The Omicron variant has claimed more cultural events, as the traditional MLK Day march and music festival in Yerba Buena Gardens have been postponed to 2023. But the Museum of the African Diaspora is offering a free, festive online Day of Service gathering Mon/17 “to celebrate the life and achievements of one of our nation’s greatest heroes,” and includes music from the Civil Rights era, a family art workshop, and a discussion of the book FREEDOM! The Story of the Black Panther Party and the award-winning film Attica. You can register for the Zoom webinar here.
As we remember Rev. Dr. Martin Luther King, Jr.’s achievements and inspiration, let us also remember some titans of the arts who recently passed.
Humanitarian Sidney Poitier, the first Black actor to win an Oscar in a leading role, passed on January 6. The inspirational writer and Black feminist at large bell hooks—who by way of massive wide-ranging compositions on gender and race propelled feminism beyond its white, middle-class worldview to include the voices of Black and working-class women all over, left us on December 15. Then today, January 12, came news that Ronnie Spector of the Ronettes had died.
And yes, the ageless quick wit of Betty White, who always managed to do the right thing, no matter how far ahead of the curve she was. And the cinematic vision of director Peter Bogdanovich. Anyone who hasn’t seen “What’s Up Doc?,” his career-making screwball comedy that remains evergreen—it’s lose your voice funny. With star-making turns from Barbara Streisand, Ryan O’Neil, and the entire City of San Francisco in its swinging 70’s funk-font style. It still bangs.
Also, it’s beneficial to check your change this week too.
The US Mint has begun rolling out quarters that feature writer, poet, activist (and trailblazing streetcar operator) Maya Angelou, the first Black woman to appear on the coin. “Each time we redesign our currency, we have the chance to say something about our country — what we value, and how we’ve progressed as a society,” Treasury Secretary Janet Yellen said. “I’m very proud that these coins celebrate the contributions of some of America’s most remarkable women, including Maya Angelou.”
And now a word on the passing of the exceptional vocalist, multi-instrumentalist, songwriter, and producer James Mtume, who left us on January 9 at the age of 76. He began on the outer reaches of Miles Davis’s fusion era, and gradually became a staple in Black music culture, upfront and in the background, several times over.
I have been getting a deluge of notes, texts, voice mails, emails… all pertaining to James Mtume. Why is he getting a barrage of hype on the social media channels while we are all battling an Omicron surge? Listen, I have no new information that you can’t readily research out here in these interwebs already.
But I suspect it’s his placement in history, along with his ginormous talent and understanding of technology, how new ideas need new ears to embrace change that has struck a chord with so many from different music worlds.
Mtume, born in 1946 as the son of bebop legend Jimmy Heath, spent four years touring and recording as a percussionist with Miles Davis, including the classic albums On the Corner, Big Fun, and Get Up With It.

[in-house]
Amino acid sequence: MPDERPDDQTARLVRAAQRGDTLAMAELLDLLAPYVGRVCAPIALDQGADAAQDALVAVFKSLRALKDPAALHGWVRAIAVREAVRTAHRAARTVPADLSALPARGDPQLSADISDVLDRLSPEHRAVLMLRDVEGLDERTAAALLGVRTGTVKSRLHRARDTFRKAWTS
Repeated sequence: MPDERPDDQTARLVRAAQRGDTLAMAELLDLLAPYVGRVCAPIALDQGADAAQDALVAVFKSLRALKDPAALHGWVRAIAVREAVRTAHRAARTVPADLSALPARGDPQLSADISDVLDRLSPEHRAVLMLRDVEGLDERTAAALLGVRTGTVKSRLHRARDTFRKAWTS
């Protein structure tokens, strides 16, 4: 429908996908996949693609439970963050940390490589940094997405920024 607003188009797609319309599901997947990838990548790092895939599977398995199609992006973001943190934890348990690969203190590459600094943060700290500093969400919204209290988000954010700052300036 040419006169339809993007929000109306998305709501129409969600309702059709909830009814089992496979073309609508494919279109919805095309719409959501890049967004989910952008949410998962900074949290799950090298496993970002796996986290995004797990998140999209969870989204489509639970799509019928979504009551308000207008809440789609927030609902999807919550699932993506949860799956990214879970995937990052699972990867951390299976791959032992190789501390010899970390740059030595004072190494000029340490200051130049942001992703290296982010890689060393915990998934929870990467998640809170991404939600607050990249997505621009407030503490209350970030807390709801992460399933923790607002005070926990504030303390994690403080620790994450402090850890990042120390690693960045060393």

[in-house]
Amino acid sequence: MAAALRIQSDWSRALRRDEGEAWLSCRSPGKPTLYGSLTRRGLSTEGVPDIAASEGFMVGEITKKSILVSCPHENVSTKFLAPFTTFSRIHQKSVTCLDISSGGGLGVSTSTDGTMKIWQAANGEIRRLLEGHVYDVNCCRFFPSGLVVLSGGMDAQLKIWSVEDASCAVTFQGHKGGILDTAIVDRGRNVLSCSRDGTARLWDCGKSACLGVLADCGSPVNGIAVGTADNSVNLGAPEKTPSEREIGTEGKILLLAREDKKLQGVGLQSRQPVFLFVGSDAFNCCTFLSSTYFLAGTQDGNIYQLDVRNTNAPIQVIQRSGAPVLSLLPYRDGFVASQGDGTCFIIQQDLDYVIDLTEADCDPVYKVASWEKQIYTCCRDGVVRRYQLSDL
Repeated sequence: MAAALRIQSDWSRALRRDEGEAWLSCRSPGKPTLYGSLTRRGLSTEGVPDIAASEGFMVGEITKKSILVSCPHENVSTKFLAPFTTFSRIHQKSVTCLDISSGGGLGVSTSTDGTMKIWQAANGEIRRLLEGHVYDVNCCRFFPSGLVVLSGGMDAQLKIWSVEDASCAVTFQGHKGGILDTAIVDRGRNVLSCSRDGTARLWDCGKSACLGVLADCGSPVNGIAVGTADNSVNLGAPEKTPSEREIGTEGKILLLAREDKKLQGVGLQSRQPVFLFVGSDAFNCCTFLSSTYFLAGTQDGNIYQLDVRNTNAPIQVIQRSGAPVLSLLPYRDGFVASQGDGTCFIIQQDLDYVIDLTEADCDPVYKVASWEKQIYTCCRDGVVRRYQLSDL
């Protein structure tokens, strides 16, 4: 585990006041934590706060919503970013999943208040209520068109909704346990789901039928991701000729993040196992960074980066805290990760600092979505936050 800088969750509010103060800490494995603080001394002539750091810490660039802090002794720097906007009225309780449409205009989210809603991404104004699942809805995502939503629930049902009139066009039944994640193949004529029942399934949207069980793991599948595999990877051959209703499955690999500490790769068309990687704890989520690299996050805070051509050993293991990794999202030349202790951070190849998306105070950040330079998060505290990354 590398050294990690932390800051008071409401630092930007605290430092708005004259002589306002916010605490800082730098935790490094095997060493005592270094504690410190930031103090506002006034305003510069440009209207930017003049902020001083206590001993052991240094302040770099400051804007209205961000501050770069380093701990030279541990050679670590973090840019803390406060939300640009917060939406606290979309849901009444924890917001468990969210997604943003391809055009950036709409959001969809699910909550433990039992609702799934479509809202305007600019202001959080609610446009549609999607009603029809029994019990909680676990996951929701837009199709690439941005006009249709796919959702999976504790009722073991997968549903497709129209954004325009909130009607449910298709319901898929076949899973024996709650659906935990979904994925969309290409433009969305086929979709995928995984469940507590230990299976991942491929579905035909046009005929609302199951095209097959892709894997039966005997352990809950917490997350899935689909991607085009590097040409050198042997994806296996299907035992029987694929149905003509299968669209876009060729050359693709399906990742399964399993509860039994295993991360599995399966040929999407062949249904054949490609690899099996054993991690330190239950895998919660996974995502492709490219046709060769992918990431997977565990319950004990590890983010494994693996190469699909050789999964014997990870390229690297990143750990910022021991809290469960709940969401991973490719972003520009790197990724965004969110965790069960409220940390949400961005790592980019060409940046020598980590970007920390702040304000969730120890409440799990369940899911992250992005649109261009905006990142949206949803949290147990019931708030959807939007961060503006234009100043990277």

While it’s been documented in several places, Mtume got vocal later in life about what Miles’s intention was with those albums. He was desperately trying to connect with a younger Black audience, who no longer attended the antiquated jazz shows he played. So Miles plugged in culturally with Sly Stone, assisted Jimi Hendrix in assembling a new band called Electric Church, and adopted this James Brown type of funk.
According to Mtume, the critical backlash those records received spoke more toward the people reviewing them as opposed to the music itself. The late great cultural critic Stanley Crouch was at the head of that call referring to that era of Miles as noise. (Mtume would have none of that.) I can say personally during the drum and bass era here in SF, I played segments from On The Corner and Dark Magus in DJ sets, and that shit flew. Hard.
The music was not ahead of its time, the ears just needed to catch up and think about it from a different perspective. A different context.
So to have Mtume’s endlessly sample-able 1983 hit “Juicy Fruit,” a staple on Black radio in its time, get repurposed dozens of times by the likes of Nas, Alicia Keys, and of course by Puffy for Notorious B.I.G.’s “Juicy,” forever instilling Mtume into the culture forward, he most definitely understood the importance of connectivity on a number of levels.
According to Resident Advisor, Mtume also enjoyed success as a producer, working with Stephanie Mills, Roberta Flack & Donny Hathaway, Mary J. Blige, Teddy Pendergrass, and more. He received a Grammy Award in 1980 for his work on Mills’ “Never Knew Love Like This Before.” In 1989, Detroit house legends Inner City released a version of another Mtume-produced Mills track, “Whatcha Gonna Do With My Lovin’.”
“Oh, I dug it,” remembered Mtume about Biggie’s version of “Juicy” in an interview with NPR. “They actually wanted me to be in [the music video]. I was asked and I said, ‘No, you ain’t doing that man. What? You want me to jump around the corner in some high shoes and plaid pants?’ They fell out laughing. ‘It’s your generation, you all do what you do.’ “
Rest in Peace James Mtume, and all the greats we have lost.